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MailTribune.com
  • Our Opinion: Coping with crisis in schools

    Mental health interventionists help troubled teens, but more is needed
  • The Medford School District's efforts to reach out to troubled students in middle and high school is a much-needed response to a growing problem. More needs to be done — not just by school districts but by state mental health programs as well — but the schools' efforts are invaluable.
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  • The Medford School District's efforts to reach out to troubled students in middle and high school is a much-needed response to a growing problem. More needs to be done — not just by school districts but by state mental health programs as well — but the schools' efforts are invaluable.
    The Medford School Board allocated $200,000 last spring to hire mental health interventionists — specially trained people who meet with students needing help — for North, South and Central Medford high schools, as well as Hedrick and McLoughlin middle schools.
    The need is undeniable. Jackson County mental health officials say they are seeing a dramatic increase in calls from people younger than 18 to the county's mental health crisis hotline. The frequency of calls from young people has increased from one or two calls a month to two or three a week.
    As Mail Tribune reporter Teresa Thomas details in a story in today's newspaper, the district's new interventionists say a large proportion of the students they see report thoughts of suicide or other forms of self-harm, or are concerned about a friend having these thoughts. Often, the students are coping with problems at home such as abuse and neglect or parents struggling with drug or alcohol dependency.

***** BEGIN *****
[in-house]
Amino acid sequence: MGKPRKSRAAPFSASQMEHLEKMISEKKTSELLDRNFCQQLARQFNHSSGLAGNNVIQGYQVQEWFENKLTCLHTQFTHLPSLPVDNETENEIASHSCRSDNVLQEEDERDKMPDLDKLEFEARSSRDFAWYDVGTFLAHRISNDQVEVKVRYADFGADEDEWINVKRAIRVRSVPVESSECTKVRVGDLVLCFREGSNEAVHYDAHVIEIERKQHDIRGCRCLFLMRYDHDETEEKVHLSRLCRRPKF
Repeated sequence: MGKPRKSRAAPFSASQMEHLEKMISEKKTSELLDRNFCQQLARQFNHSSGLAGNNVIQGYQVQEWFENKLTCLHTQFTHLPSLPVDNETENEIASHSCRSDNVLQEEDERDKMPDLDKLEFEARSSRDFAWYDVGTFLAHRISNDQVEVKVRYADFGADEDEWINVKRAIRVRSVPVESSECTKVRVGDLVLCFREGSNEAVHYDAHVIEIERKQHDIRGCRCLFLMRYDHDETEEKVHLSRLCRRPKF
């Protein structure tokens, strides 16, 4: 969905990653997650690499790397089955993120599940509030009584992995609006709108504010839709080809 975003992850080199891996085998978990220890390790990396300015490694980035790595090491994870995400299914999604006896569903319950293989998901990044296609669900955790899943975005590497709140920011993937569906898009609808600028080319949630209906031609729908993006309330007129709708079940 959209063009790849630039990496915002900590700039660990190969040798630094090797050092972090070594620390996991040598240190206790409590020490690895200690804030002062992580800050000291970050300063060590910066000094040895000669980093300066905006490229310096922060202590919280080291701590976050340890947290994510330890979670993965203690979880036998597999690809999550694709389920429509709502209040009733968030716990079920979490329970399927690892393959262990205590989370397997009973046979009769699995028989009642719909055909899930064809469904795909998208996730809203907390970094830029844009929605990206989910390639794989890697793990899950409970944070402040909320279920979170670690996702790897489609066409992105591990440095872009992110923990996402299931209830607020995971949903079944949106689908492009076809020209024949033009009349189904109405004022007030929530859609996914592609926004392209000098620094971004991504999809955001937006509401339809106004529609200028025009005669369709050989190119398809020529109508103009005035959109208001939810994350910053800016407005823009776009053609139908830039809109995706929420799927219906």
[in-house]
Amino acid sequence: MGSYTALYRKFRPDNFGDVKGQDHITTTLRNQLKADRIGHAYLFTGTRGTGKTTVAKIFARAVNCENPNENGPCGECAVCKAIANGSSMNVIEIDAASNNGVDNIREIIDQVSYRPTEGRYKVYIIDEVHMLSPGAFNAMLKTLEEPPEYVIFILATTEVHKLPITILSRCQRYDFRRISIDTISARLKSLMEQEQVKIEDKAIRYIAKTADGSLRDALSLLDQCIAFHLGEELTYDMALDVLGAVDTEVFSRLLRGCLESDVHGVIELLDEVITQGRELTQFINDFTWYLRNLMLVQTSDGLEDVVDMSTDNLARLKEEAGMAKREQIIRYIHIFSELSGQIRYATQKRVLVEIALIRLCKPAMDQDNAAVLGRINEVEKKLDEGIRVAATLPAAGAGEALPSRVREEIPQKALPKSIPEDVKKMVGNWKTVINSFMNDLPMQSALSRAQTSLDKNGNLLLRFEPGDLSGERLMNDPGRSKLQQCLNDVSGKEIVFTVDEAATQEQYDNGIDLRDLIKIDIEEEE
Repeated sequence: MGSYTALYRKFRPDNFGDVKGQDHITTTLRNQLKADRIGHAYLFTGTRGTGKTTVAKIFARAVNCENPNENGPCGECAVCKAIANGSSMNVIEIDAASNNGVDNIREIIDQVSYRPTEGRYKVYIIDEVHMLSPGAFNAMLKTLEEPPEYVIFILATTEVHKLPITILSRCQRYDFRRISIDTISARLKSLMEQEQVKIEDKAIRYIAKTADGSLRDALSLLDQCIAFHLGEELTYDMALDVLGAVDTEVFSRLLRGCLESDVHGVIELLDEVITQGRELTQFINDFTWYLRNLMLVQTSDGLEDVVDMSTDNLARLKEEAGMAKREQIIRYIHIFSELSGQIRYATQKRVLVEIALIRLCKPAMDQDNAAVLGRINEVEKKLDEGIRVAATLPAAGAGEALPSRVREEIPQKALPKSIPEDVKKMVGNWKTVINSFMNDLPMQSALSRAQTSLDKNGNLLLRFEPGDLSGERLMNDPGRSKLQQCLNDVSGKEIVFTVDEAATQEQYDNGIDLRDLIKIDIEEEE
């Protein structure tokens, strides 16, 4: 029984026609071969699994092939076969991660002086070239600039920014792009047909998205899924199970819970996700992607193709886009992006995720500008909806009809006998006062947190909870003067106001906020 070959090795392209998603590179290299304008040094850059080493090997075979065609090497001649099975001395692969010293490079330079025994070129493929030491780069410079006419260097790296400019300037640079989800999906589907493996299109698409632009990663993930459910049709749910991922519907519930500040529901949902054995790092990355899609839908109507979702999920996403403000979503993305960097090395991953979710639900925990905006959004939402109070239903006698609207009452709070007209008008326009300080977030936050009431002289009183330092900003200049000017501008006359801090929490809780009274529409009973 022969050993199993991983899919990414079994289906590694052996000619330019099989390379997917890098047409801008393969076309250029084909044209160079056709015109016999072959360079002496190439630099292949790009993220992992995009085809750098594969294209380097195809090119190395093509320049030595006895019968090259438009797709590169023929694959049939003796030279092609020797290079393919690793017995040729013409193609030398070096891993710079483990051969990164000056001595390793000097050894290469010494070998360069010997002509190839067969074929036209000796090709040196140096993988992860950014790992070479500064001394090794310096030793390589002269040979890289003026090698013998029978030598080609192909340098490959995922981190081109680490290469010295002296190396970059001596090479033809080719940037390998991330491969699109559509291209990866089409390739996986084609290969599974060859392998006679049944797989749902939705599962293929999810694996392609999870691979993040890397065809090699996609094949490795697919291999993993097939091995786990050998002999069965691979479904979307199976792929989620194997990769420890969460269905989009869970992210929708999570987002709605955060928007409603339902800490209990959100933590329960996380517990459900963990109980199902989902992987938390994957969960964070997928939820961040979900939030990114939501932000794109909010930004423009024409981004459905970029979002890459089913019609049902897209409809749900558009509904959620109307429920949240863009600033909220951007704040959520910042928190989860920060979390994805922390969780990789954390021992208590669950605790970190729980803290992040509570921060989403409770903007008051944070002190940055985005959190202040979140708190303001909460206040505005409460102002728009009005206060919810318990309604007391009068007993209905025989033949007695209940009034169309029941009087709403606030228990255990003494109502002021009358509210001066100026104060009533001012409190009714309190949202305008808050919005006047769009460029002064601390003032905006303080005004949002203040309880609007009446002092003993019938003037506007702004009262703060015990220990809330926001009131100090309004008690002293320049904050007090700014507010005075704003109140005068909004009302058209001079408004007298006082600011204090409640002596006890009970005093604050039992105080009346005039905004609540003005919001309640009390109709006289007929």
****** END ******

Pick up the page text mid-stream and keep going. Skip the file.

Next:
It's unfortunate that schools must fulfill what is essentially a public health issue, but it makes sense for districts to provide help at school, where students spend much of their time, and to help youths cope with problems that directly interfere with their education.
    Counseling, help with coping strategies and just offering a safe, confidential place and a willing ear goes a long way with troubled teenagers, but those who are in crisis and who pose an immediate risk of harming themselves are referred to the hospital emergency room. That's where the lack of adequate mental health services is most acute.
    Asante Rogue Regional Medical Center has only a two-room psychiatric care unit in the ER available for patients younger than 18. The only two pediatric psychiatric units in the entire state are in Portland.
    And the demand is soaring.
    Between 2008 and 2012, the number of people under 18 receiving mental health services at the hospital climbed 149 percent, and those needing to be held overnight went up 63 percent.
    Given those numbers, the Oregon Legislature should take a hard look next year at increasing funding for adolescent mental health treatment statewide.
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